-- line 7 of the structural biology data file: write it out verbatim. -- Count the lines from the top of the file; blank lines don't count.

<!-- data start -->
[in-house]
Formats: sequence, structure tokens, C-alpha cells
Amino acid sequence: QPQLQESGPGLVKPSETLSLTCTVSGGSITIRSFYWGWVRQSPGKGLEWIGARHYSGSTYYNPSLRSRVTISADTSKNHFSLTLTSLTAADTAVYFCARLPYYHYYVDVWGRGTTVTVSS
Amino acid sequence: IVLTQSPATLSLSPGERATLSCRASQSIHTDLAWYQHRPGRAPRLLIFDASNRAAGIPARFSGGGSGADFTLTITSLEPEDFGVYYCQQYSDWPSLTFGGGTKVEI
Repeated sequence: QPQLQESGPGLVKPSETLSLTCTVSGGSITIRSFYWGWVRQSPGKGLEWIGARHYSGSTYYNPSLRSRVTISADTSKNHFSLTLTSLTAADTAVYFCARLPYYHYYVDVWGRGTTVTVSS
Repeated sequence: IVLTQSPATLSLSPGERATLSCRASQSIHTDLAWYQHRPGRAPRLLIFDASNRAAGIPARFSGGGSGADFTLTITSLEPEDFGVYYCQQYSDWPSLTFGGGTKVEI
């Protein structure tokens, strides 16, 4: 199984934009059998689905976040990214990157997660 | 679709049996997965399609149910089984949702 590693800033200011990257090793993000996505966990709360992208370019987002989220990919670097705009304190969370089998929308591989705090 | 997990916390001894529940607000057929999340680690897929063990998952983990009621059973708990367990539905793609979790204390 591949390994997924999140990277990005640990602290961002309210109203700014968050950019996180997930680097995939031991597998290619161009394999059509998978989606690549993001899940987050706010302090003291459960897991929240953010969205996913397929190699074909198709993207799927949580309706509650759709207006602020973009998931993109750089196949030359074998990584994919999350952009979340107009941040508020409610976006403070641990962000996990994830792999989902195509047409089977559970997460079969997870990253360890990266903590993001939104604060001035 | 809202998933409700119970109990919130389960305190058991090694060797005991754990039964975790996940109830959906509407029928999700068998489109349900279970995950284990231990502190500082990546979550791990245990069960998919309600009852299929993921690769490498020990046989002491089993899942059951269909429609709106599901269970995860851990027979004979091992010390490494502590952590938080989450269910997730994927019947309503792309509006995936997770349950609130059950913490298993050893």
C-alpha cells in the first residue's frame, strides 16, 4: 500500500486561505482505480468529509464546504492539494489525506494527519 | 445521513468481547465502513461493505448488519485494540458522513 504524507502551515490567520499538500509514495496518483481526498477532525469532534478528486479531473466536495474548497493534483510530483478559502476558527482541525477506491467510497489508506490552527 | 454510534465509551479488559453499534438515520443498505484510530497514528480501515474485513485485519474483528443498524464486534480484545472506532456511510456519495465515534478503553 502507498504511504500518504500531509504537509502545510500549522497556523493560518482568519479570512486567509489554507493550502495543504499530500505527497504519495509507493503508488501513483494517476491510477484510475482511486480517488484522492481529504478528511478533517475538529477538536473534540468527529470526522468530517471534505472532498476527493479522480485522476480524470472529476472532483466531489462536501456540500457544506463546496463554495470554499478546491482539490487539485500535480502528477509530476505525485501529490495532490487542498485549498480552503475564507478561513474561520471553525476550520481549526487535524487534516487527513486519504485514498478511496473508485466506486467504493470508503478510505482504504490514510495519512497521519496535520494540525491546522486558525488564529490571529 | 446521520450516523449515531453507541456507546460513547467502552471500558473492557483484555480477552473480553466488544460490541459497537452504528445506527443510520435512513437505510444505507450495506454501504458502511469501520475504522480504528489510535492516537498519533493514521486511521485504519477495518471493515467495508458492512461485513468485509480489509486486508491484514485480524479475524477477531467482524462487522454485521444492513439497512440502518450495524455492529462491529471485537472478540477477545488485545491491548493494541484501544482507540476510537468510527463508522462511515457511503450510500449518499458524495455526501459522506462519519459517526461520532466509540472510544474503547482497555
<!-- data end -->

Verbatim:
């Protein structure tokens, strides 16, 4: 199984934009059998689905976040990214990157997660 | 679709049996997965399609149910089984949702 590693800033200011990257090793993000996505966990709360992208370019987002989220990919670097705009304190969370089998929308591989705090 | 997990916390001894529940607000057929999340680690897929063990998952983990009621059973708990367990539905793609979790204390 591949390994997924999140990277990005640990602290961002309210109203700014968050950019996180997930680097995939031991597998290619161009394999059509998978989606690549993001899940987050706010302090003291459960897991929240953010969205996913397929190699074909198709993207799927949580309706509650759709207006602020973009998931993109750089196949030359074998990584994919999350952009979340107009941040508020409610976006403070641990962000996990994830792999989902195509047409089977559970997460079969997870990253360890990266903590993001939104604060001035 | 809202998933409700119970109990919130389960305190058991090694060797005991754990039964975790996940109830959906509407029928999700068998489109349900279970995950284990231990502190500082990546979550791990245990069960998919309600009852299929993921690769490498020990046989002491089993899942059951269909429609709106599901269970995860851990027979004979091992010390490494502590952590938080989450269910997730994927019947309503792309509006995936997770349950609130059950913490298993050893």